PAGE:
We were able to personally confirm that the DNA tests conducted by Ancestry are accurate: without entering any identifying information, it matched us with our mother with a confidence level of "Extremely High" (thank goodness for no surprises there!). The other more distantly-related relatives were all matched with appropriate levels of confidence as well; the only less-than-accurate match-up we saw was Ancestry's suggestion that a person was related as a possible child, when the confirmed relationship was "child of her half-brother". But, that's exactly why Ancestry gives confidence levels, and not absolute guarantees of a relationship; you have to apply your own research skills at times, to confirm or refute possible genetic connections.
Fortunately, Ancestry is the number one genealogy website currently available to researchers, and by using their DNA testing service, you can choose to have your results connected to other users. After our test was done, we were able to access our "DNA Story", which gave us a much more detailed "ethnicity estimate" than other DNA testing services we had used previously. It accurately tracked our ancestry through Pennsylvania - again, without our having entered any kind of family tree information or other records beforehand - and gave us a breakdown of our roots specific to Great Britain, Eastern and Western Europe, and other areas of lower likelihood.
Even more interesting were the DNA Matches: we could see a grid of pictures of those who were likely relatives at the level of fourth cousins or closer, along with the ability to reach out to any of those users. It's important to understand that these matches don't tell you through which family line you're related; once again, it requires some effort - and probably collaboration - to figure out if it's through your paternal grandmother, your maternal great-great-grandmother, and so on. We were given a list of 458 Ancestry users who were 4th cousins or closer and got responses from many of them.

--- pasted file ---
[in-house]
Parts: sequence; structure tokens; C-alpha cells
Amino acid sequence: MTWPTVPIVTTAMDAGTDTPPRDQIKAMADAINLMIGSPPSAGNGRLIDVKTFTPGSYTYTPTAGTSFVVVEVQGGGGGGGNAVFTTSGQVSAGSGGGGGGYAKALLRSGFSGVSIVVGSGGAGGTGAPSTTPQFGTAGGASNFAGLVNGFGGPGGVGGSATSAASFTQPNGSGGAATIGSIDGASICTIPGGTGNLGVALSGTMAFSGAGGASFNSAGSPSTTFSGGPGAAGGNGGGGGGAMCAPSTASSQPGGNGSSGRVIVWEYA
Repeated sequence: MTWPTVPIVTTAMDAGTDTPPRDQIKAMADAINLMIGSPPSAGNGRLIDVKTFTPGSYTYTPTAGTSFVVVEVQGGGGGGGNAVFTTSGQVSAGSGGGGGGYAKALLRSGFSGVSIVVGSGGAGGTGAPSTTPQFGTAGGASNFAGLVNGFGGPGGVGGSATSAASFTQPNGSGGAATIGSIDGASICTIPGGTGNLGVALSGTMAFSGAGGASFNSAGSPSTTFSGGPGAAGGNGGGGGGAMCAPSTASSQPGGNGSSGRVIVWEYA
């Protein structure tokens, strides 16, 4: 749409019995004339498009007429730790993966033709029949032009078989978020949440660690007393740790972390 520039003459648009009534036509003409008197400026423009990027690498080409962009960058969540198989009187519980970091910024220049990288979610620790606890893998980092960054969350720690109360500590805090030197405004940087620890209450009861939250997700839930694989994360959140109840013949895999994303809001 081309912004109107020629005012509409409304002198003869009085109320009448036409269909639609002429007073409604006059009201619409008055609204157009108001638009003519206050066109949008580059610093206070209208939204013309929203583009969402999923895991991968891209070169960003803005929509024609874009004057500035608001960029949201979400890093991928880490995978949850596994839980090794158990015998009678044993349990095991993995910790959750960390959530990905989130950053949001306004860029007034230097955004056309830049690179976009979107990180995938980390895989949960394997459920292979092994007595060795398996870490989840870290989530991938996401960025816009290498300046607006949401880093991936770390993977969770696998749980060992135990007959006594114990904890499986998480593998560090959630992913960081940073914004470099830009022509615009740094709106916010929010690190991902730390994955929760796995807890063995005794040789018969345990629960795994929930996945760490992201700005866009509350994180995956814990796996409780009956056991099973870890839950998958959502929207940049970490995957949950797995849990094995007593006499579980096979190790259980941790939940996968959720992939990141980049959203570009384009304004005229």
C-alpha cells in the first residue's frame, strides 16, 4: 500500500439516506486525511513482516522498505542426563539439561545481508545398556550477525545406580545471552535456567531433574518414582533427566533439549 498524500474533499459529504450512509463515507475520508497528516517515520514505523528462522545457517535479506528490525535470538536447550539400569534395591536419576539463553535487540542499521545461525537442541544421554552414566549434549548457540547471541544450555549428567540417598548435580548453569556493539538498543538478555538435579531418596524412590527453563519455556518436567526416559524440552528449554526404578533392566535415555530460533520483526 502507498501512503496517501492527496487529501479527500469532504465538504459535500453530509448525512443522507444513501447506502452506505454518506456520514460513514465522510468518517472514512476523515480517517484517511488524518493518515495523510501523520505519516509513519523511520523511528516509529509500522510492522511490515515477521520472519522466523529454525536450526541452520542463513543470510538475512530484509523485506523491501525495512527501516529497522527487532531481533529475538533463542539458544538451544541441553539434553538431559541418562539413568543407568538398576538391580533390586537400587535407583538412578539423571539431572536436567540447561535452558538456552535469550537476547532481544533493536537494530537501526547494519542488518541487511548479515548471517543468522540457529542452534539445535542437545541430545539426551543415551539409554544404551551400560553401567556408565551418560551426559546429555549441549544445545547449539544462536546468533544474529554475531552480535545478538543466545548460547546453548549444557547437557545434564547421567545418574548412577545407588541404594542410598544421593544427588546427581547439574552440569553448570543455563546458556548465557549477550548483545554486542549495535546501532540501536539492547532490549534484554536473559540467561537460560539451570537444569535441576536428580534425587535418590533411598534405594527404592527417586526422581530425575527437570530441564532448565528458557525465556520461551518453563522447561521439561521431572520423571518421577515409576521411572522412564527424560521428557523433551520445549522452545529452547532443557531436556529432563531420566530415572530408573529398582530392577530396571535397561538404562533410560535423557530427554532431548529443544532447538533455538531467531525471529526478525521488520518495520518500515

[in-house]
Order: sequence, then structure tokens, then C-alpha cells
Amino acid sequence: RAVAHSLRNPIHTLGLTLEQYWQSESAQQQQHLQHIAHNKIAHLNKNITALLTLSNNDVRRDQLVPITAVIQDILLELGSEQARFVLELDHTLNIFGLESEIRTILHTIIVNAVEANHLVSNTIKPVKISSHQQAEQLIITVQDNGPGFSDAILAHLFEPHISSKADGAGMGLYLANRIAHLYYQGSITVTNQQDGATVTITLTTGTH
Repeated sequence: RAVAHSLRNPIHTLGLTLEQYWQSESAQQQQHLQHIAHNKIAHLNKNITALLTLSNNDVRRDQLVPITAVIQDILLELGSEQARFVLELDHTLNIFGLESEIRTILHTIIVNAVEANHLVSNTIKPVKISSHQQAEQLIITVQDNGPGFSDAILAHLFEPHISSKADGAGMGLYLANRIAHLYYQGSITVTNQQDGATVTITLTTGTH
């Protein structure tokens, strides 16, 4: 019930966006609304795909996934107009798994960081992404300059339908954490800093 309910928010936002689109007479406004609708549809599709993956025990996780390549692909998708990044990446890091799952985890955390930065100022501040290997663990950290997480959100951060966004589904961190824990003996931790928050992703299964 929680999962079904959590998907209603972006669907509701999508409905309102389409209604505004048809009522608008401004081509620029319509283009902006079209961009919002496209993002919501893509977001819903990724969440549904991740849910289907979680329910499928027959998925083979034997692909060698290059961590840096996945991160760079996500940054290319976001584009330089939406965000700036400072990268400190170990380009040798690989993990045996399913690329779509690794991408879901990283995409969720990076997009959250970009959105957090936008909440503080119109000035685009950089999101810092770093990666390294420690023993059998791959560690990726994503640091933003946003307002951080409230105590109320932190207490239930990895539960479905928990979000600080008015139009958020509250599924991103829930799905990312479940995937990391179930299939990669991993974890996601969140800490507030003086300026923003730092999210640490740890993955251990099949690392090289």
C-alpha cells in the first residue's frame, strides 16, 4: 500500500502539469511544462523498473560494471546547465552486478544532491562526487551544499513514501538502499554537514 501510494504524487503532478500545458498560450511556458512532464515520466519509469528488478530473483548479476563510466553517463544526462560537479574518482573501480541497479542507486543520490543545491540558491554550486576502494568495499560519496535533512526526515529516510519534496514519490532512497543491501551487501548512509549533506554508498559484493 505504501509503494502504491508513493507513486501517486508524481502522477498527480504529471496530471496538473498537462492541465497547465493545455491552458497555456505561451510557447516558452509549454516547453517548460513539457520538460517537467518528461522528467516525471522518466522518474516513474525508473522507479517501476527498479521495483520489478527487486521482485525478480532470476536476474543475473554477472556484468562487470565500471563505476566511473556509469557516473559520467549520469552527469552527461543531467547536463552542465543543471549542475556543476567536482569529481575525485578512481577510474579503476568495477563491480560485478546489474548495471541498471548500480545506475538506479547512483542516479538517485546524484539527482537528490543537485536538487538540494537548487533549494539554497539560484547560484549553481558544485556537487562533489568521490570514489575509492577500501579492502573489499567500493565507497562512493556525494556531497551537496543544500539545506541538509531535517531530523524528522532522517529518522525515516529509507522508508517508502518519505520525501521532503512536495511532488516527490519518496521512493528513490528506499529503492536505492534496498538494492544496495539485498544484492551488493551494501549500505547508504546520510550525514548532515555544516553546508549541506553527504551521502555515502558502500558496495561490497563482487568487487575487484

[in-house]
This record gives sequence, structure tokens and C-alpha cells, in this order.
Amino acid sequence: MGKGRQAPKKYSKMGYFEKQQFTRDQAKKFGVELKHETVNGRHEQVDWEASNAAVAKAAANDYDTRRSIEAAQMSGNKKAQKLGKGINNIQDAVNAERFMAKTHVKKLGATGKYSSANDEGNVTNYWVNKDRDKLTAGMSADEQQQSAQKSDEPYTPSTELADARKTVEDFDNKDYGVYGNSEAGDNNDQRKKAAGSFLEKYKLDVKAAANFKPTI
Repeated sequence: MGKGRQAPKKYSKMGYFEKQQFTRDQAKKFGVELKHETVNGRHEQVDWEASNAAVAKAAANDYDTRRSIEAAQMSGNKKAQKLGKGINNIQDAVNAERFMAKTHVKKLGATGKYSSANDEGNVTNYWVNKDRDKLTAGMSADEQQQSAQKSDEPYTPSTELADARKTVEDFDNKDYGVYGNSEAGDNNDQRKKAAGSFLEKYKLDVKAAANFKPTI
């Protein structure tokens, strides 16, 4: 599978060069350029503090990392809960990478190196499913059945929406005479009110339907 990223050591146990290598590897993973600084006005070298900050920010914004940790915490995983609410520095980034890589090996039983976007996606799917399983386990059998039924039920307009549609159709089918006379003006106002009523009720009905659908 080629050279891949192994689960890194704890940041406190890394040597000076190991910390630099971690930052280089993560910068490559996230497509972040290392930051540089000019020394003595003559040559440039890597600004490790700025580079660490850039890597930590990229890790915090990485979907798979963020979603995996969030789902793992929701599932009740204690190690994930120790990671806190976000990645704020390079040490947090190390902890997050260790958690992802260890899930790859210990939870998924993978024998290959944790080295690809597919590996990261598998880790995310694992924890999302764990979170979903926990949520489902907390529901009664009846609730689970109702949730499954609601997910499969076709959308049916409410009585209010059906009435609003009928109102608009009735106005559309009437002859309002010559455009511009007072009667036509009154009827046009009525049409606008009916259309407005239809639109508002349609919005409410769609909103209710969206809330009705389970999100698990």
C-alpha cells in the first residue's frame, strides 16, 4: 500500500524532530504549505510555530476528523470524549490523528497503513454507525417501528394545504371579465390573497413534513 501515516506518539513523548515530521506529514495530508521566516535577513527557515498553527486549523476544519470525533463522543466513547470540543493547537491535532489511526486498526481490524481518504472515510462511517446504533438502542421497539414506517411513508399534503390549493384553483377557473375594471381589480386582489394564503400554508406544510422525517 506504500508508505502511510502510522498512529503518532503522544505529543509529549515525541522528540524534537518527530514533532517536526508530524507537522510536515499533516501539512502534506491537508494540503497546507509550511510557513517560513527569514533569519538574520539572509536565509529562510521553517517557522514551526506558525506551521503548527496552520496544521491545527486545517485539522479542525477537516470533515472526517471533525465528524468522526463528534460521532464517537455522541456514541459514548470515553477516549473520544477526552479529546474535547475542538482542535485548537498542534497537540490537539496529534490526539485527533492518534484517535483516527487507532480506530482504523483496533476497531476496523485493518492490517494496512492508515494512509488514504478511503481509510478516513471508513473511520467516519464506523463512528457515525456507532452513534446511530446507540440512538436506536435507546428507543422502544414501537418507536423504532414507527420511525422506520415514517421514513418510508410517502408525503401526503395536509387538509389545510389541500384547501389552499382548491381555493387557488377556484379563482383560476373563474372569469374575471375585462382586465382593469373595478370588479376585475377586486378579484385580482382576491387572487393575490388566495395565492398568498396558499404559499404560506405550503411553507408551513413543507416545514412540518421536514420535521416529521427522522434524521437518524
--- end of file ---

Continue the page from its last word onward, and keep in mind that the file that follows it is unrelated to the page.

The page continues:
Another great perk of using Ancestry: if you create a family tree, Ancestry will make suggested connections not only to relatives but also to the billions - yes, billions - of records already available on the site. You'll have to get a paid membership to access all of the records Ancestry provides, but with an average of 2 million new records added daily, it's definitely worth the investment if you're looking for historical records to document a possible family relationship. These memberships are usually priced at $99 to $189 for 6-month and 12-month subscriptions to US records, and $149 to $299 for US plus international records. But, Ancestry offers regular discounts both on their DNA tests and their subscription plans, especially around holidays like Mother's Day and Christmas, so keep a lookout.
For all of these reasons, Ancestry is the hands-down winner for DNA testing if you're looking to explore your family history and connect with people you never knew were your relatives. They earn a five-star rating, only missing the first-place ranking because they do not offer any kind of health assessment/analysis in their test. We highly recommend them for genealogical purposes.
Best DNA Testing
To help you find the Best DNA Testing, TopConsumerReviews.com provides you with an in-depth comparison of 23 and Me and Ancestry.